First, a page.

One thing I do know is that all the things that people say they have figured out (security wise) you always find there is something that they have failed to do to protect that ends up being exploited. So in that sense I would say “yes it can be hacked into”. Especially since in this case there is not a history of people trying. Because when people try and succeed that is when things get hardened more. Consequently there is no doubt low hanging fruit of hacking opportunity. Meaning it can be done.

    2. M. Edward (Ed) Borasky

      That’s too much work – just swap in a pilot for the two in the cockpit, or be one pilot and incapacitate the other.

  59. M. Edward (Ed) Borasky

    Well, the latest info on Business Insider strongly suggests to me that one of the two pilots incapacitated the other and headed out over the Indian Ocean. Scenario: pilot A incapacitates pilot B. Then he puts on his oxygen mask, shuts off the passenger oxygen, takes the plane to 45,000 feet to make sure they’re dead.Now he’s got an airliner all to himself and needs a place to land. He miscalculates the fuel and runs out somewhere over water. Attempted piracy turns to murder – suicide. I’d be looking at the history of the pilots’ flights to see how well they knew the routes over the Indian Ocean.

    1. ErikSchwartz

      No one has enough information to strongly suggest anything, least of all business insider,

  60. Guest

    Hi all!Since this plane “vanished” from the Sky I wondering to little things: It’s near impossible to hide this kind of plane today [ I tweet this few days ago], because the Roils Royce machinery monitoring for the turbines act as a kind of transponder [without coordinates, only altitude, speed and other secrets things] and the other one why since 9-11 the transponder the pilot can turn off it manually? Bad regulation. It’s a must to avoid these feature for security reasons. For sure in the rise era of the #IoT these “missing plane” of these plane is a huge failure…. and it’s closing to new -shame of course- Guinness Record.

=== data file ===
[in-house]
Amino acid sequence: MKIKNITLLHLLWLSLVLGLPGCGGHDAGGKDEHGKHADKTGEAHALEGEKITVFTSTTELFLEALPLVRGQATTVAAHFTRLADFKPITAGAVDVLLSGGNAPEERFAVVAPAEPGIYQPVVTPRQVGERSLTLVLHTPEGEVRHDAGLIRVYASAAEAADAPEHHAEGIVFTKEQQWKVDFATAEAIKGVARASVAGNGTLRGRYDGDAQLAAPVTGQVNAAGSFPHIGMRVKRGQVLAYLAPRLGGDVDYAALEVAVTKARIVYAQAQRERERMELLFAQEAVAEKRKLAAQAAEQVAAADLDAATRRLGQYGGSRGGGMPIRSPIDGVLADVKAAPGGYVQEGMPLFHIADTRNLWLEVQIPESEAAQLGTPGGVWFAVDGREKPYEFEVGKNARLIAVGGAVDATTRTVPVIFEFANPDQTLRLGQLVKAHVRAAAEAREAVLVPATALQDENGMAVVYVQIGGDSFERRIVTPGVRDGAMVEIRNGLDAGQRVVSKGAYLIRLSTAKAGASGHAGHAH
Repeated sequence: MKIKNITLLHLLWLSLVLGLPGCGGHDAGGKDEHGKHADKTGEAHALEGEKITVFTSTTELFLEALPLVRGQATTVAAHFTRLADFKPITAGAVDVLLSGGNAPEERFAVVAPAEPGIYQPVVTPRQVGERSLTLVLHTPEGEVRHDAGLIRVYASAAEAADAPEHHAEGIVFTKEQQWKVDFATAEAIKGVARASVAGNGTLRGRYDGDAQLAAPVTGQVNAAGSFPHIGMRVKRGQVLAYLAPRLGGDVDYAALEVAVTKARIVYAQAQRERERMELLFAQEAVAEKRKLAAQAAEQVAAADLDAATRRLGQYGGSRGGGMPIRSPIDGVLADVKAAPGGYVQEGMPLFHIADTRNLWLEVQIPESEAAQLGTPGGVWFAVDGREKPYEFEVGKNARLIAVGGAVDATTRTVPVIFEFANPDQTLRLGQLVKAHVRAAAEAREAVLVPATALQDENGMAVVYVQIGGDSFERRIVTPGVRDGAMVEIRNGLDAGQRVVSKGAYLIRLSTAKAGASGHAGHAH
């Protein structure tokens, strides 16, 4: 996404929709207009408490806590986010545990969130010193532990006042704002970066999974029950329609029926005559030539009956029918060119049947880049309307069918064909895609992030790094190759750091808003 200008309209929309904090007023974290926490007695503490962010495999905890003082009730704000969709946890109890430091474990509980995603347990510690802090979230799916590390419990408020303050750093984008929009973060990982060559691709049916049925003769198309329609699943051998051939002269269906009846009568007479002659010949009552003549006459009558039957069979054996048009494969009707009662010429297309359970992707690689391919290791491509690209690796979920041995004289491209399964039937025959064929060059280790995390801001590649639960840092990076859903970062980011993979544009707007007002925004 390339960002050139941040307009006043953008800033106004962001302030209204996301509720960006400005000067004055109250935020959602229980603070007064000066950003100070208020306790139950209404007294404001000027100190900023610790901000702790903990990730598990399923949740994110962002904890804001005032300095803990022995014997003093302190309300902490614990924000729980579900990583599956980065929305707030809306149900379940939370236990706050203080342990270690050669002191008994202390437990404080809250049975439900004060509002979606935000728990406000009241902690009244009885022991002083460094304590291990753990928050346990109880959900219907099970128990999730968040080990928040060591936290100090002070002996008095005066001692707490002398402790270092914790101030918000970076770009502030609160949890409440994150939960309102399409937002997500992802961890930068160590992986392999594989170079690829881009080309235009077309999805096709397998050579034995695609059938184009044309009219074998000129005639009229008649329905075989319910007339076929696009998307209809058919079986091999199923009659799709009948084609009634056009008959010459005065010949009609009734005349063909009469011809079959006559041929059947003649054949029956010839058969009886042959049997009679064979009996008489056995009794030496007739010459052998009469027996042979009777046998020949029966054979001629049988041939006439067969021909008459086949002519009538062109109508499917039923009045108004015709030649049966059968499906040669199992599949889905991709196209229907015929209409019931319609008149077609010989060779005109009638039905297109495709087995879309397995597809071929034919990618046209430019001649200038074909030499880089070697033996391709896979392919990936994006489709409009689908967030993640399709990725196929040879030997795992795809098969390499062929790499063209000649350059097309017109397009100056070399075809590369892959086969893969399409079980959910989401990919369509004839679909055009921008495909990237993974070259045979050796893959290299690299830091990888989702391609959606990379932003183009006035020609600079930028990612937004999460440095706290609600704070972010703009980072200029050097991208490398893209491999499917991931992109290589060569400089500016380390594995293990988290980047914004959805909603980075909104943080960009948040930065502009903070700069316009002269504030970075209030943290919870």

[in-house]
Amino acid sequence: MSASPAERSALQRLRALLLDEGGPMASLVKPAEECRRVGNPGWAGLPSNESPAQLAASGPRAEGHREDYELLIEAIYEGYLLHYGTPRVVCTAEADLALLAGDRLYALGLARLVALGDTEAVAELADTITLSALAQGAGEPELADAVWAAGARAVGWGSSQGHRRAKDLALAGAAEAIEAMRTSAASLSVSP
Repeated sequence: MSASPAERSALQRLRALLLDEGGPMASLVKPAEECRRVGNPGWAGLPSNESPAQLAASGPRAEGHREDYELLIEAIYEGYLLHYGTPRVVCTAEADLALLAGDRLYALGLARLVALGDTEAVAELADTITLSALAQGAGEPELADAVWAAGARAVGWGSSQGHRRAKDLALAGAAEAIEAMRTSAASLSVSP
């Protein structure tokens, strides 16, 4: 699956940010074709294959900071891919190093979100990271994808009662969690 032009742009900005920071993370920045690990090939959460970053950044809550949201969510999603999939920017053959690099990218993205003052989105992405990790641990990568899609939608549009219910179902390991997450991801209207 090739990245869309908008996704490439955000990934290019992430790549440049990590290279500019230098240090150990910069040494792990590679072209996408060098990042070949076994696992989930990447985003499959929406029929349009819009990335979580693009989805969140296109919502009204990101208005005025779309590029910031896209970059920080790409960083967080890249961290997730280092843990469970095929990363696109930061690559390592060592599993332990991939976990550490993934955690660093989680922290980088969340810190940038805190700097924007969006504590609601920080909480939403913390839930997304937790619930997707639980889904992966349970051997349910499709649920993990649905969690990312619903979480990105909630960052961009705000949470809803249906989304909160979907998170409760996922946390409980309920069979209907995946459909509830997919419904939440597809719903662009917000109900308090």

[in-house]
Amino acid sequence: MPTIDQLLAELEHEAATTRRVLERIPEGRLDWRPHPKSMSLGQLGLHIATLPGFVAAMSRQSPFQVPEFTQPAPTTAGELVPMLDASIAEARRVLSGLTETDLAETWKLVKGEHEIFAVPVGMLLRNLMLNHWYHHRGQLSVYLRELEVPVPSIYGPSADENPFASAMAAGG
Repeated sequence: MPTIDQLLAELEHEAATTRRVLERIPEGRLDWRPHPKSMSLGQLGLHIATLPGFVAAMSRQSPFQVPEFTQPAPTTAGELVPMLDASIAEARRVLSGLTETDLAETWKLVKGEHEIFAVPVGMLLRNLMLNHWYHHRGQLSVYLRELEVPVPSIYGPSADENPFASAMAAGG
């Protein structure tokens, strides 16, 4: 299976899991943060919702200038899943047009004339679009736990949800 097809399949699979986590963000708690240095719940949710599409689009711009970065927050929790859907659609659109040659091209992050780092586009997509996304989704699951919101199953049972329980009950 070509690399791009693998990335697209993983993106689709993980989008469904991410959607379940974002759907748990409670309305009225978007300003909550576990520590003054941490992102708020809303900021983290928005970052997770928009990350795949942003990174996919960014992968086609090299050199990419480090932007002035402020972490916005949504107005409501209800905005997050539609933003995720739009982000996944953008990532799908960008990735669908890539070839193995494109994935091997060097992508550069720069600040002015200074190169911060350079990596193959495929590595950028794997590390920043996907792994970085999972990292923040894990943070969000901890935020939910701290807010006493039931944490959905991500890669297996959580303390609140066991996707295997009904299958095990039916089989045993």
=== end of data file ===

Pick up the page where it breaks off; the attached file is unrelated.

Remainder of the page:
61. markslater

    i watched piers morgan interview this poor lady with 2 young boys who’s husband was on the plane. It was heart breaking….I cant imagine how exhausting it must be for her and others to have to live in this appalling purgatory that exists between hope and devestation, day after day…..

  62. daryn

    I have no idea what happened, but hijackers typically have demands that they want to have heard, so complete silence doesn’t seem quite right. Clearly something went wrong one way or another.The first thing I thought about though, was when Jim Gray went missing in 2007, and the use of Amazon Mechanical Turk to search for him.

  63. DarrenC

    Does anyone know how accurately Malaysian airlines measure and monitor the amount of fuel loaded on a plane? If the plane was hijacked it was a sophisticated act so maybe it was arranged that extra fuel was loaded on the plane. In which case the distance flown could be larger and approach the maximum 9500 km of the planes design.

  64. anne weiler

    It’s not clear the ‘feature value’ of turning off the transponders in a commercial airline. Any idea why that is even possible?